According to the Court of Appeal, section 126 will apply where there is “a substantial benefit” to one or more units, or one or more units benefits substantially more than others. This is described as “the gateway test”.
At that point, if the work benefits a unit “by a distinct and ascertainable amount”, the owner of the unit is liable for the cost. If that cannot be established, then cost can be apportioned among units that derive a substantial benefit from the work rateably according to the utility interest of those units, but a court has a discretion in that case to apportion as it thinks fit, having regard to relative benefit to those units.
What is important to note at this point is the attitude of the Court of Appeal. Consistent with the view expressed above, it has taken the view that anything necessary to the structural integrity or external aesthetics of the building or the health and safety of occupiers and users of the building benefits all – or does not benefit the units on which work is carried out substantially more than it benefits others. In that case the gateway test is not satisfied, and it is not appropriate for a body corporate to consider whether a unit has benefited by a distinct and ascertainable amount or whether some units have benefited substantially more than others.
Default by Owner
Where a body corporate carries out work that it is required or authorised to do and the work was rendered necessary by reason of any wilful or negligent act or omission on the part of, or any breach of the Act, the operational rules or any regulations by, a unit owner, section 127 authorises the body corporate to recover the cost from the owner concerned.
Where issues tend to arise in this respect is that section 80(1)(g) of the Act places responsibility on the owner of a unit to repair and maintain the unit and keep it in good order to ensure that no damage or harm, physical, economic, or otherwise is or has the potential to be caused to the common property, any building element, any infrastructure, or any other unit in the building. Where want of repair is identified in relation to a unit, it is common to hear argument that the responsibility for repair falls on the owner. Where the owner fails to do so, the body corporate carries out the work and relies on section 127 to recover the cost.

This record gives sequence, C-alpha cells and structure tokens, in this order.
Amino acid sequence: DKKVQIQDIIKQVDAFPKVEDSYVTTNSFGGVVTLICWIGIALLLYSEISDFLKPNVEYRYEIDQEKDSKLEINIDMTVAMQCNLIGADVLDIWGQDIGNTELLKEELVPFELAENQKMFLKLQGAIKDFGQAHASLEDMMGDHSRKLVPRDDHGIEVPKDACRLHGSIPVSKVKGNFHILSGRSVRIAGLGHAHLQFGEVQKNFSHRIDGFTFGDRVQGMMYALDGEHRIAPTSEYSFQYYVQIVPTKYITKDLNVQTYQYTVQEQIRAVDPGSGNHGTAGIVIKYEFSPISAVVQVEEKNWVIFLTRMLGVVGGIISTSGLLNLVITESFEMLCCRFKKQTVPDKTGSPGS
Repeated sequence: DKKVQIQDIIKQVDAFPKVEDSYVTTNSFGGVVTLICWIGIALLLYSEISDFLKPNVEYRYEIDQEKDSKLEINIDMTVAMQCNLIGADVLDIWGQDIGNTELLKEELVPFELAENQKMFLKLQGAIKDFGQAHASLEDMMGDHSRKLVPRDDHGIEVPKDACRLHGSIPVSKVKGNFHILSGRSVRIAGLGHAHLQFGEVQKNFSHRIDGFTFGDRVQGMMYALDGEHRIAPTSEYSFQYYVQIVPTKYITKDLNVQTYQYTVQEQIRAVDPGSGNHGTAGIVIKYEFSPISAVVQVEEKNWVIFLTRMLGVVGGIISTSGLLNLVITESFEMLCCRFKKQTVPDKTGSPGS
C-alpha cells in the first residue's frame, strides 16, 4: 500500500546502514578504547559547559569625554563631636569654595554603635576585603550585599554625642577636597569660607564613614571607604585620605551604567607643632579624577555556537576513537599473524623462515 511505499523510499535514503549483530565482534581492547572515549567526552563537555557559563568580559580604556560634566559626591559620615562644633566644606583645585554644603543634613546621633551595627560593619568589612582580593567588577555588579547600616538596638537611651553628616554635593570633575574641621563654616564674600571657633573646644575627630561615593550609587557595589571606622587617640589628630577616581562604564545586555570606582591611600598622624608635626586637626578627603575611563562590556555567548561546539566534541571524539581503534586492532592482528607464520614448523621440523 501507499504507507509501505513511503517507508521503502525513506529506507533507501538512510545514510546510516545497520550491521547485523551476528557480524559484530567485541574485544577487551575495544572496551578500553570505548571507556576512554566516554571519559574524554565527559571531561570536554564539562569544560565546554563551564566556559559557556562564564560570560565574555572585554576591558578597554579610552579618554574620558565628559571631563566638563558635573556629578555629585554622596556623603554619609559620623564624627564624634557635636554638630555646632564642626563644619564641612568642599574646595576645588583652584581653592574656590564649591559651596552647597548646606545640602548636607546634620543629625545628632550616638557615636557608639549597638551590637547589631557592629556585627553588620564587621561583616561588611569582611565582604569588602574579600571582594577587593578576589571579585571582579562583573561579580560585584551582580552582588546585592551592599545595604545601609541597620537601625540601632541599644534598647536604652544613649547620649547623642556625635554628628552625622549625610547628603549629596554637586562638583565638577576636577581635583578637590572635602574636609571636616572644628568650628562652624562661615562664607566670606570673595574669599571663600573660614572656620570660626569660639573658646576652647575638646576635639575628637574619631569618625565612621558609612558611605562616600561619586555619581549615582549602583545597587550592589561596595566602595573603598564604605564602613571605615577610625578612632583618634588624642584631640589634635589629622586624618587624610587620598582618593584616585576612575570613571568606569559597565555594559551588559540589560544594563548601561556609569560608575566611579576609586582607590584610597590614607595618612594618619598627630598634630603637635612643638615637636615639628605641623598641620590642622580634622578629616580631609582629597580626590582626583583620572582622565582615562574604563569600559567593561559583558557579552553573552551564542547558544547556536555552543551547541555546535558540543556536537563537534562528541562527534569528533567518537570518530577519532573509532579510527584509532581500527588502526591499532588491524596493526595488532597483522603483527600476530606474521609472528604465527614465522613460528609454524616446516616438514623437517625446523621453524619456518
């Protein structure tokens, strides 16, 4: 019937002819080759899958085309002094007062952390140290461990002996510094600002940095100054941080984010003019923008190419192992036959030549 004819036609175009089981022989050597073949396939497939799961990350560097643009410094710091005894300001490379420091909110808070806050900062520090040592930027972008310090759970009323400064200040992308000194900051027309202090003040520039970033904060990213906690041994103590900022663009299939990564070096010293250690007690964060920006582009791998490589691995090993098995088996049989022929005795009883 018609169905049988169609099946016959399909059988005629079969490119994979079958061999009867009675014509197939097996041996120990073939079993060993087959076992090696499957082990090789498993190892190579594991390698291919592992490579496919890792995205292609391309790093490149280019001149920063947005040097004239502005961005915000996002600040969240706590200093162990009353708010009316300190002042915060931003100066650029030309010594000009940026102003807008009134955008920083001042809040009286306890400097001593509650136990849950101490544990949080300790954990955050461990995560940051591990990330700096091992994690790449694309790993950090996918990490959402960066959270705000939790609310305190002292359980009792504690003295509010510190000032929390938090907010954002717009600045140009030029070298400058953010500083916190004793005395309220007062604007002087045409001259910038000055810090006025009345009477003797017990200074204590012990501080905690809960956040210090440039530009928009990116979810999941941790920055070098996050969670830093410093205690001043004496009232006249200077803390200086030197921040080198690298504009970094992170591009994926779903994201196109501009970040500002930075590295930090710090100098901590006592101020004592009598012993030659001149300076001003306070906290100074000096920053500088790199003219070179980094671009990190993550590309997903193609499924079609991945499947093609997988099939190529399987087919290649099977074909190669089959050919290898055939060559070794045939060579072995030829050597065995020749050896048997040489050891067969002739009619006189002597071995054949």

Once again, the position adopted by the Court is that where the requirement for repair can fairly be said to lie within the responsibilities of the body corporate (structural integrity, etc) – or is due to design or construction defect – then costs are not recoverable under section 127.
A requirement that is often overlooked is that the work must be work which the body corporate is required or authorised to do. If the only consequence of an owner failing to carry out work is that his or her unit becomes dilapidated, then the body corporate has no authority to act. As both section 127 and section 80(1)(g) make clear, there must be impact on the elements for which the body corporate has responsibility or on other units before the body corporate is authorised to step in. But, as the case law is also tending to make clear, there are likely to be few occasions where it cannot be argued that such impact does not exist. Examples might be –
want of repair that creates a fire hazard;
impact on infrastructure/services;
want of repair that impacts on the aesthetics of the complex;
want of repair that places the complex in breach of a resource consent or the Building Code.
Which Section Applies?
A final question is the hierarchy of these sections. As the Court sees it, section 138(4) is subsidiary to sections 126 and 127, and not an alternative as other courts have previously suggested. It only applies to repair work done by the body corporate on elements within a unit that are not building elements or infrastructure or building elements where sections 126 or 127 do not apply, such as where the need for repair arises from default by the owner or the repair does not benefit any other owner. The view of the Court seems to be that where there is any suggestion of benefit to other owners, then section 138 (4) does not apply.